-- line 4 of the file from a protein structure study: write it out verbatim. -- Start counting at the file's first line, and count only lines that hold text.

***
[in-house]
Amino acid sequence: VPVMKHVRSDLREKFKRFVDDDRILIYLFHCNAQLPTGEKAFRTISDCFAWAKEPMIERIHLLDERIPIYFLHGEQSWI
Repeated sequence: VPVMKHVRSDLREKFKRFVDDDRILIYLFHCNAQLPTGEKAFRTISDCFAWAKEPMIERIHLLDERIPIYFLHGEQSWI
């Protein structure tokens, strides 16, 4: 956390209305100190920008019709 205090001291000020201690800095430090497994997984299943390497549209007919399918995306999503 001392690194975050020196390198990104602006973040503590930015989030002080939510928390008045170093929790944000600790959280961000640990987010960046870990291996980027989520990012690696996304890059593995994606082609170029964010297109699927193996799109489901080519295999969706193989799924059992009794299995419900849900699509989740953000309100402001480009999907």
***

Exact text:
């Protein structure tokens, strides 16, 4: 956390209305100190920008019709 205090001291000020201690800095430090497994997984299943390497549209007919399918995306999503 001392690194975050020196390198990104602006973040503590930015989030002080939510928390008045170093929790944000600790959280961000640990987010960046870990291996980027989520990012690696996304890059593995994606082609170029964010297109699927193996799109489901080519295999969706193989799924059992009794299995419900849900699509989740953000309100402001480009999907």